Posts Tagged MPEG-4
Before I vent, here’s our video. Our team featured many-a-fan of Shane Carruth’s Primer, and we were eager to see what we could pack into our Film Racing submission (which the rules cap at 4 minutes). We’re pretty darn happy with how it turned out!
However, we were beaten in all categories by Dink Pajama Party’s “Normal”, which everyone agrees kicked much ass. (Fun fact: Parts of it were shot in Calgary’s Hackerspace.)
If you get a chance to participate in a Film Race in your city, it is a heck of a fun way to spend 24 hours… plus the nap which follows.
Now, onto the anger.
SONY Vegas isn’t the worst purchase I’ve ever made… it has served me for years, and is pretty good at importing the broad range of video formats I throw at it. It has low overhead, and (big plus) can have multiple instances run at once.
And today’s SONY Vegas, run on my quad-core machine with 7 GB of RAM and 64-bit Windows 7, may occasionally crash, but it tends to recover work nicely and can get the editing job done.
But… the one thing Vegas never perfected: Exporting projects to various rendered formats.
“Gord,” you say, “Maybe you should point this out to SONY, and not be posting it on your blog like a whiny little bitch.”
Yeah, I’ve tried that. I’ve offered to ship a frigging hard drive full of video projects to SONY so they could run unit tests against the various projects to determine why renders fail. I’ve pointed out in the forums that projects can fail to render due to nothing more than project length.
I don’t think they care.
So when the Calgary Film Racing 2010 program guide includes an ad for SONY Vegas, and Calgary Film Racing asked for video projects to be submitted in QuickTime DV format, I was wondering…
Has anyone ever tried exporting a SONY Vegas project to QuickTime DV?
I’ll tell you what happens when I do it. Year after year. On different machines, different Windows operating systems.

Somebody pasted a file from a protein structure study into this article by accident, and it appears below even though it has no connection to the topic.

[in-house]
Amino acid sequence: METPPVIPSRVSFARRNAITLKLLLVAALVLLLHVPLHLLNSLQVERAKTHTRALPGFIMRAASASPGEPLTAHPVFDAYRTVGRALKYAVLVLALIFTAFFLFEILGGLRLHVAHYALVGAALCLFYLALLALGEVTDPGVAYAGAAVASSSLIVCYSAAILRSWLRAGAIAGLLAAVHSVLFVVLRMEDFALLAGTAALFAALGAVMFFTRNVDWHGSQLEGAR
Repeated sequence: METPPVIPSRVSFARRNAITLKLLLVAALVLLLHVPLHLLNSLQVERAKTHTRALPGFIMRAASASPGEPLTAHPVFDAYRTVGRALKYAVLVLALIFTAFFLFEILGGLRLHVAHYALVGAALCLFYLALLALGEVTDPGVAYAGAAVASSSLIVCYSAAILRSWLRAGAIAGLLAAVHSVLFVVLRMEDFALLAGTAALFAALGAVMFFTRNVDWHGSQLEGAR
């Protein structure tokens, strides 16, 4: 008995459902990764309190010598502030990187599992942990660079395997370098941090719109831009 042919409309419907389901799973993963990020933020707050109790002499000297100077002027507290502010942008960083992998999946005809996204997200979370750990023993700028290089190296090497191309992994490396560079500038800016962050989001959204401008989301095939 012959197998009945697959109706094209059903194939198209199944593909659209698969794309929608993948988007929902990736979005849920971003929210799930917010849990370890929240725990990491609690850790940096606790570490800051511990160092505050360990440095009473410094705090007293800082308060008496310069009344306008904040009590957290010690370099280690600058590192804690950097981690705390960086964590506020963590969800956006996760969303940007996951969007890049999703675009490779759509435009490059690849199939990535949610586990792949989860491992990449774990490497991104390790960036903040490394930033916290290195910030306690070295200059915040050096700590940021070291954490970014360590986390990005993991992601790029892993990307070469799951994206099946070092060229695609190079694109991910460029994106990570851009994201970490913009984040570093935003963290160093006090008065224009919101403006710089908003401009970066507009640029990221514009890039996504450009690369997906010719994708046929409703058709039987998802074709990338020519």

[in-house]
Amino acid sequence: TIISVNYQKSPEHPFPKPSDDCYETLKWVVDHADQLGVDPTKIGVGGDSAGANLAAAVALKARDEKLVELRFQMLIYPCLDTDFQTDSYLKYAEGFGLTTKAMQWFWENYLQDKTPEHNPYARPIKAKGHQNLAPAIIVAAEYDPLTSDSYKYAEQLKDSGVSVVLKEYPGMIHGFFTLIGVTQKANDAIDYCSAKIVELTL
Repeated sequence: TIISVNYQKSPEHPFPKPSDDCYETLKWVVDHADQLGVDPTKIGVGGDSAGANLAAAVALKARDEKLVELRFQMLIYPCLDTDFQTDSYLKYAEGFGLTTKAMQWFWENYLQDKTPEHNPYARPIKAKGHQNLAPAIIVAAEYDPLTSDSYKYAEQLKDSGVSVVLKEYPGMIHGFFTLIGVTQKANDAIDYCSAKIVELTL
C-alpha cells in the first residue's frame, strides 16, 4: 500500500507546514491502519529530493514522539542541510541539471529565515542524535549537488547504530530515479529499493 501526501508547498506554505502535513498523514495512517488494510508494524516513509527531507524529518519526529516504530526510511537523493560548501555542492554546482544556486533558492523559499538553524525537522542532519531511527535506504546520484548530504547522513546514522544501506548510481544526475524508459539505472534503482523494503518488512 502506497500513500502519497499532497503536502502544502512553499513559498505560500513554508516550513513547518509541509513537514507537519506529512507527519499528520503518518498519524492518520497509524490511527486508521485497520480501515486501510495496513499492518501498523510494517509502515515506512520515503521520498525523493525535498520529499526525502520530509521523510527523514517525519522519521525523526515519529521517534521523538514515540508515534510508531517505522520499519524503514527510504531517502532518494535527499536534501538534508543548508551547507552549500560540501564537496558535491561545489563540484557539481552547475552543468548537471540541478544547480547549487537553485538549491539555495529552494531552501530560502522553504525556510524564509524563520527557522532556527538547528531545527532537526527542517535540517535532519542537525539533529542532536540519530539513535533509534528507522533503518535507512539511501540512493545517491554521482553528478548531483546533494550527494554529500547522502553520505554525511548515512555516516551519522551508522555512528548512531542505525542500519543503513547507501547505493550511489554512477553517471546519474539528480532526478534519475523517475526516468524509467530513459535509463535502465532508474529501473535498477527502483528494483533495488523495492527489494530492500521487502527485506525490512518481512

The progress bar moves towards 100%, but never reaches 100%. Estimated time to render keeps increasing. Forever.
When you’re trying to meet a Film Racing deadline, that will kill you. SONY Vegas, the product advertised in the Film Racing program guide, will ruin your chances of making the 24 hour deadline.
Due to a bug that’s been there… certainly for the past 3 years I’ve been using Vegas. It is still there, in version 9.0e (64-bit).
That was the deadline-critical project I didn’t quite render this week with SONY Vegas. The less important one was a 90 minute comedy feature.
The feature will not render out using the SONY Vegas MainConcept MPEG-4 variable bit rate encoder. It crashes with an “unknown error”. It can be rendered with a SONY MPEG-4 constant bit rate encoder… which is just great if optimizing for high quality isn’t your thing.
That’s two export fails. In one week. Not one-time crashes. These are consistent, repeatable failures.
Vegas has really improved since I migrated from 32-bit to 64-bit… 32-bit was unusable for long, complex projects. No out-of-memory errors. Just frequent crashes when editing. Persistent crashes when rendering. I used have to render complex projects in tiny fragments, and piece them together in another simpler Vegas project. It isn’t that bad any more.
But the saddest thing about SONY Vegas is that I have no reason to think their QuickTime DV or MainConcept MPEG-4 rendering bugs will ever be addressed. They’ve been there for years. And SONY has no means of replicating these issues, so how can they be expected to fix them?
This has not always happened to me. I can confirm while many other people are experiencing this problem, not everyone running Vista does. It must be related to bung codecs we’ve installed, or the video files themselves not properly adhering to specifications. Unfortunately, sometimes a “corrupt” video file is all you’ve got to work with, and File Explorer crashing does not help the situation.
A proper fix would be to remove the codec which is not gracefully inspecting the video file, but instead I offer a work-around: decoupling the failing codec from Windows Explorer.
Install shell extensions manager “ShellExView”. (It is free and clean.)
Disable the extension named “Video Thumbnail Extractor”, and restart Windows Explorer (letting it crash and automatically restart works for me).
I can’t see video thumbnails any more. But at least I’m able to manage video files (and their neighboring files) once again.